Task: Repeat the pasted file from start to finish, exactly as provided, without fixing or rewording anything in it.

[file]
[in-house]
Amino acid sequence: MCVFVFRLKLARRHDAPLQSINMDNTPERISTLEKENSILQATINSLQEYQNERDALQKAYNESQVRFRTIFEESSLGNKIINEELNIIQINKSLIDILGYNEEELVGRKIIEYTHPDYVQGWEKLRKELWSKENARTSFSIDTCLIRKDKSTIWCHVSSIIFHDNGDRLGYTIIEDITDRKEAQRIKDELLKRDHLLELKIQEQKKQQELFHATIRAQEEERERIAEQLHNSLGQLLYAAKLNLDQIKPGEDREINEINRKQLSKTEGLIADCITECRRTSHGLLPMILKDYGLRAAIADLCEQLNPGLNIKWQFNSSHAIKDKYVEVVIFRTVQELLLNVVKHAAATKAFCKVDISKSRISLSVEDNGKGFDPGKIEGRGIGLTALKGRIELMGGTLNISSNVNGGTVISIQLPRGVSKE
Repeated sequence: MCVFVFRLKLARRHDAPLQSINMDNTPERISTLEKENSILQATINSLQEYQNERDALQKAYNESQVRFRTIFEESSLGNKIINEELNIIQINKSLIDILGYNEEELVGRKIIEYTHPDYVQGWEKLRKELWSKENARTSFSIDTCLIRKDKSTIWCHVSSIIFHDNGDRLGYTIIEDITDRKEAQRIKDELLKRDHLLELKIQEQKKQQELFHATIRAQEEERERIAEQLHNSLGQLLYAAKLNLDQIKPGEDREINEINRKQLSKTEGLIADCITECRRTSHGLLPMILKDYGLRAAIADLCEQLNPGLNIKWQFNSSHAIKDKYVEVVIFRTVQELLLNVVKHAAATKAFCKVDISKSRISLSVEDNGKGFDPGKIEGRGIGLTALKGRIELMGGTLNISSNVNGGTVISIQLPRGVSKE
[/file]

[in-house]
Amino acid sequence: MCVFVFRLKLARRHDAPLQSINMDNTPERISTLEKENSILQATINSLQEYQNERDALQKAYNESQVRFRTIFEESSLGNKIINEELNIIQINKSLIDILGYNEEELVGRKIIEYTHPDYVQGWEKLRKELWSKENARTSFSIDTCLIRKDKSTIWCHVSSIIFHDNGDRLGYTIIEDITDRKEAQRIKDELLKRDHLLELKIQEQKKQQELFHATIRAQEEERERIAEQLHNSLGQLLYAAKLNLDQIKPGEDREINEINRKQLSKTEGLIADCITECRRTSHGLLPMILKDYGLRAAIADLCEQLNPGLNIKWQFNSSHAIKDKYVEVVIFRTVQELLLNVVKHAAATKAFCKVDISKSRISLSVEDNGKGFDPGKIEGRGIGLTALKGRIELMGGTLNISSNVNGGTVISIQLPRGVSKE
Repeated sequence: MCVFVFRLKLARRHDAPLQSINMDNTPERISTLEKENSILQATINSLQEYQNERDALQKAYNESQVRFRTIFEESSLGNKIINEELNIIQINKSLIDILGYNEEELVGRKIIEYTHPDYVQGWEKLRKELWSKENARTSFSIDTCLIRKDKSTIWCHVSSIIFHDNGDRLGYTIIEDITDRKEAQRIKDELLKRDHLLELKIQEQKKQQELFHATIRAQEEERERIAEQLHNSLGQLLYAAKLNLDQIKPGEDREINEINRKQLSKTEGLIADCITECRRTSHGLLPMILKDYGLRAAIADLCEQLNPGLNIKWQFNSSHAIKDKYVEVVIFRTVQELLLNVVKHAAATKAFCKVDISKSRISLSVEDNGKGFDPGKIEGRGIGLTALKGRIELMGGTLNISSNVNGGTVISIQLPRGVSKE